Being impressionable, and impressed, with Paula Byrne's new website, I've created a copycat design on wordpress, which really is amazingly easy to use. It has built in blogging, so that's where I'm going and so it is now bye bye not only to Ted Hughes but also to Blogger.
Having “put to bed” the paperback of my Ted
Hughes biography, returned all the books to the shelves, and shredded hundreds
of pages of manuscript photocopies, I reflect for a moment on the long journey
of writing the book and dealing with its reception. A friend recently asked
whether I have any regrets about all the emotional energy involved.
Emphatically not, I replied. Not even over the accusations of prurience? About 40 pages of the book make reference to
aspects of Hughes’s sexual life; about 600 to his writing life. But you
wouldn’t guess that from the reactions of one or two critics of the older
generation. So, any regrets about having incurred their wrath by including some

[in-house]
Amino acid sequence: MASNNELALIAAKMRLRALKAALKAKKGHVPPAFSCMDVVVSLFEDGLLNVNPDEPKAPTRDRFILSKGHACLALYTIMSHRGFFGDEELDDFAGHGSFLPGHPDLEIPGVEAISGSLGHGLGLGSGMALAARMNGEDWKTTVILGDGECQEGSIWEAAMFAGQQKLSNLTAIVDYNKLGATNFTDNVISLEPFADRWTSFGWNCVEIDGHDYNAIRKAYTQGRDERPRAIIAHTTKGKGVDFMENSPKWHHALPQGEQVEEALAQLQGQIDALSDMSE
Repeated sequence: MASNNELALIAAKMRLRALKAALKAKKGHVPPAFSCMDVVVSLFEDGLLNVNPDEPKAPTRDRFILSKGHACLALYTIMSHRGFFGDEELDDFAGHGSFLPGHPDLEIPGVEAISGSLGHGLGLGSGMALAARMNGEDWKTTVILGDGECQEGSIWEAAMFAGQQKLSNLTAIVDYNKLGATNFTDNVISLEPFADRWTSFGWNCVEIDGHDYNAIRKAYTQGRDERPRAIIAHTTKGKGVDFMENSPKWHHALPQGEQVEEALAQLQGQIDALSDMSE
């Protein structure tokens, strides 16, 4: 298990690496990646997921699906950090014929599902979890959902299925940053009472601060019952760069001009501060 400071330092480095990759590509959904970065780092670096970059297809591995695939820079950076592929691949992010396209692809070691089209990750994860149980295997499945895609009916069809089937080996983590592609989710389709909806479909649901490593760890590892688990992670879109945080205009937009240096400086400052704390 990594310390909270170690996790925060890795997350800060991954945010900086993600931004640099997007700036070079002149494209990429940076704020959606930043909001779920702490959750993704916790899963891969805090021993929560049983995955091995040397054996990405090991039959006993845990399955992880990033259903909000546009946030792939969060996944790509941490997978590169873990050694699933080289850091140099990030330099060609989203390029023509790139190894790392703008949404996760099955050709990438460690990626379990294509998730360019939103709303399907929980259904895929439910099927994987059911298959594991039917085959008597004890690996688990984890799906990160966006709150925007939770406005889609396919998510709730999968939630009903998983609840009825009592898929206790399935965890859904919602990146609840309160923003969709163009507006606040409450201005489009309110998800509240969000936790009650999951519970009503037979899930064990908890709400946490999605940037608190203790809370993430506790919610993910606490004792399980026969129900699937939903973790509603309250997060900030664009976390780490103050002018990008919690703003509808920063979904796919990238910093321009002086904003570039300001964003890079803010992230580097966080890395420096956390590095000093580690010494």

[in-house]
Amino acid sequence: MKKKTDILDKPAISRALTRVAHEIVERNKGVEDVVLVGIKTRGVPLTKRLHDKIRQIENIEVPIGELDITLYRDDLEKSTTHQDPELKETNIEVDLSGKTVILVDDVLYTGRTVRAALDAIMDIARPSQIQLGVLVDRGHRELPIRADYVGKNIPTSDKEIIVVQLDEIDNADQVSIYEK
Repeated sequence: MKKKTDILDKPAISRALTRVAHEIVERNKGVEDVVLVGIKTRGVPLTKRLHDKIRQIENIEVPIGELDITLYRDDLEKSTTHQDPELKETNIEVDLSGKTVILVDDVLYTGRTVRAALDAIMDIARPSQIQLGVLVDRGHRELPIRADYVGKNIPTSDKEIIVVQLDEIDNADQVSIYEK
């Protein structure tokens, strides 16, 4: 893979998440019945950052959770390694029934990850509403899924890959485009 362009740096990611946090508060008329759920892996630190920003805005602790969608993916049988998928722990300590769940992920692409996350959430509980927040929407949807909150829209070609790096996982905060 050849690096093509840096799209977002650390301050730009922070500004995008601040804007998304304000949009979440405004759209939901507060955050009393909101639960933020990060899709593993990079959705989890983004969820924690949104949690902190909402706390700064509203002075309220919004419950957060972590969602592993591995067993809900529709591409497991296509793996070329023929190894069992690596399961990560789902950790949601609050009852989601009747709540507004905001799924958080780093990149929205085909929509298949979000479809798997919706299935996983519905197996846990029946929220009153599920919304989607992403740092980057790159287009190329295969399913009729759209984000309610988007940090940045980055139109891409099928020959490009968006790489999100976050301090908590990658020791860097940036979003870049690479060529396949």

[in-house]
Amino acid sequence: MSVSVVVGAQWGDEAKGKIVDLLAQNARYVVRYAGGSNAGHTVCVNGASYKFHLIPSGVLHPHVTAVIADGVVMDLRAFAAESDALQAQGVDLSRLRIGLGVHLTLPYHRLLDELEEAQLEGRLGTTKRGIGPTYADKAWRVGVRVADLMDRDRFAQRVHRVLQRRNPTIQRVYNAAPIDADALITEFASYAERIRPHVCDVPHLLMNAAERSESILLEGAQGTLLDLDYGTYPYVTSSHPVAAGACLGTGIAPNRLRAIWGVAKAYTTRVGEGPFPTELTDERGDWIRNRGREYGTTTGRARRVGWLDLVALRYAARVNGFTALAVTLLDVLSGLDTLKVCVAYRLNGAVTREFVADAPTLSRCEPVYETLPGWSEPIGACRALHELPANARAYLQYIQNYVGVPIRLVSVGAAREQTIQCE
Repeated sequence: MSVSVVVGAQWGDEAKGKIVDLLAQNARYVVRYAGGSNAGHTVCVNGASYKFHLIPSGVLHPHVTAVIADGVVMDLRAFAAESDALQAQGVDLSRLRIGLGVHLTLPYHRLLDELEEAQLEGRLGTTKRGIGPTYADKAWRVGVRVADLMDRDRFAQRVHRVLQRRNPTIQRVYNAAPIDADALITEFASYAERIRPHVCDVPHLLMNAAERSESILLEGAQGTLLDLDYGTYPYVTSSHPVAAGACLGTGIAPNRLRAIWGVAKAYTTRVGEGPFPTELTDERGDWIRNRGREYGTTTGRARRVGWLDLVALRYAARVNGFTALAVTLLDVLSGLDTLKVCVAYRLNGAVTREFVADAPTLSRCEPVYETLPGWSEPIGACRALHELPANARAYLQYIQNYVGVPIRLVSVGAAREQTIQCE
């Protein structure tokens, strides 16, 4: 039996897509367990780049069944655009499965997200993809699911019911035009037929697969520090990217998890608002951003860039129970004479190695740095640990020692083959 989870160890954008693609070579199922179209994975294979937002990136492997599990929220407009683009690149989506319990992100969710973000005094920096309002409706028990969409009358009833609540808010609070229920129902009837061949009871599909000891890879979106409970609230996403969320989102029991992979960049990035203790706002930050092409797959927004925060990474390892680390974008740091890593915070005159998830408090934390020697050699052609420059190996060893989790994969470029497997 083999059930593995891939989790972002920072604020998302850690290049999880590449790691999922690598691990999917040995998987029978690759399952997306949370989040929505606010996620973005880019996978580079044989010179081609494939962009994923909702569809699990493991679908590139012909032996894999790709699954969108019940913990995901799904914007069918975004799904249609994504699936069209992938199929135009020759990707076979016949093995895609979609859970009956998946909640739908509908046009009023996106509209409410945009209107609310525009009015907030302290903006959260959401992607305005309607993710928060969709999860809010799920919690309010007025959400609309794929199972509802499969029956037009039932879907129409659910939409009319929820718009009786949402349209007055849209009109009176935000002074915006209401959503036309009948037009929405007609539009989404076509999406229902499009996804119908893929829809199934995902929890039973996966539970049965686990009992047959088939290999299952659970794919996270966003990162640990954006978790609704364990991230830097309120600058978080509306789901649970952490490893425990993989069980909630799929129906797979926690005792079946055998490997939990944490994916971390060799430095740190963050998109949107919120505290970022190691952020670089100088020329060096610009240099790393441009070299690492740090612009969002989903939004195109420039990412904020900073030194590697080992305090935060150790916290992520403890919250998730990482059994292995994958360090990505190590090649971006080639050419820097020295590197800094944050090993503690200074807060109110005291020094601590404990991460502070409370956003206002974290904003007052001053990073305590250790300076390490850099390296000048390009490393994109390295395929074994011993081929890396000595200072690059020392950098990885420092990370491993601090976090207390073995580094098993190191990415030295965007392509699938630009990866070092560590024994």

explicit material on a handful of occasions? Well, imagine what people would
have said if the sexual dimension had been airbrushed from the biography of the
author of Gaudete (the long poem that could be summarised as “Yorkshire vicar's spirit double in WI orgy”) and of such poems
as the Ploughshares version of “Do
not pick up the telephone” (“Panties are hotting up their circle for somebody to burn in / Nipples
are evangelising bringing a sword or at least a razor / Cunt is proclaiming
heaven on earth”—not, it has to be said, TH’s most immortal lines). I just have a feeling that if the biography had been a bedroom-free zone, the word “whitewash” would have
No, my one regret is that not a single
reviewer – though I’ve only seen a selection, so I may be traducing someone
here – has drawn attention to the book’s excavation of the hitherto unknown
long autobiographical poems/sequences “A” and “Trial” (the latter provides an
extraordinary new window onto the last days of Sylvia Plath) or to the reading
of the manuscript revisions in the great Gaudete epilogue poem “Waving goodbye from your banked
hospital bed,” which was intended as the epicentre of the book’s argument. Mark Ford in the London Review of Books comes close to the latter, and he is to be
thanked for that.
Jonathan Bate, Provost of Worcester College and Professor of English Literature in the University of Oxford, is well known as a Shakespeare scholar, biographer, critic and broadcaster. He was previously Professor of Shakespeare & Renaissance Literature at the University of Warwick.